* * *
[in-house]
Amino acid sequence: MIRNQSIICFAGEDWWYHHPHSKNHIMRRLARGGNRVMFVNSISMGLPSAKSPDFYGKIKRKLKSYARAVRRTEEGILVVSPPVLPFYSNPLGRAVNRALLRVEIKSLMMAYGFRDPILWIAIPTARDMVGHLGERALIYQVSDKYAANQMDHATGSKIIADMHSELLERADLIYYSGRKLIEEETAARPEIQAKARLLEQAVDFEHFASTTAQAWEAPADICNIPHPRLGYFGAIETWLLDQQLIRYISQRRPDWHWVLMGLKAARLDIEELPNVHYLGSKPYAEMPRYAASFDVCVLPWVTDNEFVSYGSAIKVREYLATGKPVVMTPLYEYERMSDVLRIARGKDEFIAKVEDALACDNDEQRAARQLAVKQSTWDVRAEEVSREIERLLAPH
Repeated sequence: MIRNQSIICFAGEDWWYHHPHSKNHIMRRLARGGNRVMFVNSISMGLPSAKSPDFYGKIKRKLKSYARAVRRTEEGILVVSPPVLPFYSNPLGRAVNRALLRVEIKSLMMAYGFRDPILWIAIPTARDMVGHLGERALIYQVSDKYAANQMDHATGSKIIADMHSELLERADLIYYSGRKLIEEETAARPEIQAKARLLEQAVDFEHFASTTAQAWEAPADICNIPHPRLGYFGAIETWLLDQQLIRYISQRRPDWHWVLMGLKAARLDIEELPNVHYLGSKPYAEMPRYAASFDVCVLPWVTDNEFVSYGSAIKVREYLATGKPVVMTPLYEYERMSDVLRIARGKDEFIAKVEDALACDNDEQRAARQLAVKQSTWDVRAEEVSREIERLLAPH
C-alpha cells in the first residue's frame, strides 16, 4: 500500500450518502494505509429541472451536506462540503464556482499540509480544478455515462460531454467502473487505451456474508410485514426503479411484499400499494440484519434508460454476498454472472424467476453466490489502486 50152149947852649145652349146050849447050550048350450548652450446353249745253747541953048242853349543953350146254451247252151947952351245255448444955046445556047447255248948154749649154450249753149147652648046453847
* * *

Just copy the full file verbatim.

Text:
[in-house]
Amino acid sequence: MIRNQSIICFAGEDWWYHHPHSKNHIMRRLARGGNRVMFVNSISMGLPSAKSPDFYGKIKRKLKSYARAVRRTEEGILVVSPPVLPFYSNPLGRAVNRALLRVEIKSLMMAYGFRDPILWIAIPTARDMVGHLGERALIYQVSDKYAANQMDHATGSKIIADMHSELLERADLIYYSGRKLIEEETAARPEIQAKARLLEQAVDFEHFASTTAQAWEAPADICNIPHPRLGYFGAIETWLLDQQLIRYISQRRPDWHWVLMGLKAARLDIEELPNVHYLGSKPYAEMPRYAASFDVCVLPWVTDNEFVSYGSAIKVREYLATGKPVVMTPLYEYERMSDVLRIARGKDEFIAKVEDALACDNDEQRAARQLAVKQSTWDVRAEEVSREIERLLAPH
Repeated sequence: MIRNQSIICFAGEDWWYHHPHSKNHIMRRLARGGNRVMFVNSISMGLPSAKSPDFYGKIKRKLKSYARAVRRTEEGILVVSPPVLPFYSNPLGRAVNRALLRVEIKSLMMAYGFRDPILWIAIPTARDMVGHLGERALIYQVSDKYAANQMDHATGSKIIADMHSELLERADLIYYSGRKLIEEETAARPEIQAKARLLEQAVDFEHFASTTAQAWEAPADICNIPHPRLGYFGAIETWLLDQQLIRYISQRRPDWHWVLMGLKAARLDIEELPNVHYLGSKPYAEMPRYAASFDVCVLPWVTDNEFVSYGSAIKVREYLATGKPVVMTPLYEYERMSDVLRIARGKDEFIAKVEDALACDNDEQRAARQLAVKQSTWDVRAEEVSREIERLLAPH
C-alpha cells in the first residue's frame, strides 16, 4: 500500500450518502494505509429541472451536506462540503464556482499540509480544478455515462460531454467502473487505451456474508410485514426503479411484499400499494440484519434508460454476498454472472424467476453466490489502486 50152149947852649145652349146050849447050550048350450548652450446353249745253747541953048242853349543953350146254451247252151947952351245255448444955046445556047447255248948154749649154450249753149147652648046453847